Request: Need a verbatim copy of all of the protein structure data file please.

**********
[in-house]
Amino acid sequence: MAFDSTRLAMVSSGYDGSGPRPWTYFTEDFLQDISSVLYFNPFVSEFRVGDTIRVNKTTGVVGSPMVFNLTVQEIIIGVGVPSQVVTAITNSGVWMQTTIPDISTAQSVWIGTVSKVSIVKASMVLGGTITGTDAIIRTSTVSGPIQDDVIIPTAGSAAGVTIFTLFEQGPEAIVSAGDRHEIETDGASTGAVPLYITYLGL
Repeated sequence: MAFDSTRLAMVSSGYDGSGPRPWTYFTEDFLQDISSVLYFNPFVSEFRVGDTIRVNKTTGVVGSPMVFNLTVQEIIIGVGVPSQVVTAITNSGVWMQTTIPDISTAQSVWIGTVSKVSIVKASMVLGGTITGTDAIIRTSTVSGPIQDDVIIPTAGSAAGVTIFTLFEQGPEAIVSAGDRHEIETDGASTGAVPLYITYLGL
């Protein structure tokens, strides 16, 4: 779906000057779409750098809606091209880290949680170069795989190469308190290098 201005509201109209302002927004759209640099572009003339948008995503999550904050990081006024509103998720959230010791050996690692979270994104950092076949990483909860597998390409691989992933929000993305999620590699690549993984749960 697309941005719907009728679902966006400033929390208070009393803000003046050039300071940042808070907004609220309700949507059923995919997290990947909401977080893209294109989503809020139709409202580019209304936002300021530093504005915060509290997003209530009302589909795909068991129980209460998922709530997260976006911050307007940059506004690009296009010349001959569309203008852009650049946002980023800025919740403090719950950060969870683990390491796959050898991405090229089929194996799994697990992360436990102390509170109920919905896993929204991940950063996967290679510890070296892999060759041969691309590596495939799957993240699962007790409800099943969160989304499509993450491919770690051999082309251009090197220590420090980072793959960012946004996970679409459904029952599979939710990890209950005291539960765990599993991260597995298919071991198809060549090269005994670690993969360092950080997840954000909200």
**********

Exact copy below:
[in-house]
Amino acid sequence: MAFDSTRLAMVSSGYDGSGPRPWTYFTEDFLQDISSVLYFNPFVSEFRVGDTIRVNKTTGVVGSPMVFNLTVQEIIIGVGVPSQVVTAITNSGVWMQTTIPDISTAQSVWIGTVSKVSIVKASMVLGGTITGTDAIIRTSTVSGPIQDDVIIPTAGSAAGVTIFTLFEQGPEAIVSAGDRHEIETDGASTGAVPLYITYLGL
Repeated sequence: MAFDSTRLAMVSSGYDGSGPRPWTYFTEDFLQDISSVLYFNPFVSEFRVGDTIRVNKTTGVVGSPMVFNLTVQEIIIGVGVPSQVVTAITNSGVWMQTTIPDISTAQSVWIGTVSKVSIVKASMVLGGTITGTDAIIRTSTVSGPIQDDVIIPTAGSAAGVTIFTLFEQGPEAIVSAGDRHEIETDGASTGAVPLYITYLGL
């Protein structure tokens, strides 16, 4: 779906000057779409750098809606091209880290949680170069795989190469308190290098 201005509201109209302002927004759209640099572009003339948008995503999550904050990081006024509103998720959230010791050996690692979270994104950092076949990483909860597998390409691989992933929000993305999620590699690549993984749960 697309941005719907009728679902966006400033929390208070009393803000003046050039300071940042808070907004609220309700949507059923995919997290990947909401977080893209294109989503809020139709409202580019209304936002300021530093504005915060509290997003209530009302589909795909068991129980209460998922709530997260976006911050307007940059506004690009296009010349001959569309203008852009650049946002980023800025919740403090719950950060969870683990390491796959050898991405090229089929194996799994697990992360436990102390509170109920919905896993929204991940950063996967290679510890070296892999060759041969691309590596495939799957993240699962007790409800099943969160989304499509993450491919770690051999082309251009090197220590420090980072793959960012946004996970679409459904029952599979939710990890209950005291539960765990599993991260597995298919071991198809060549090269005994670690993969360092950080997840954000909200």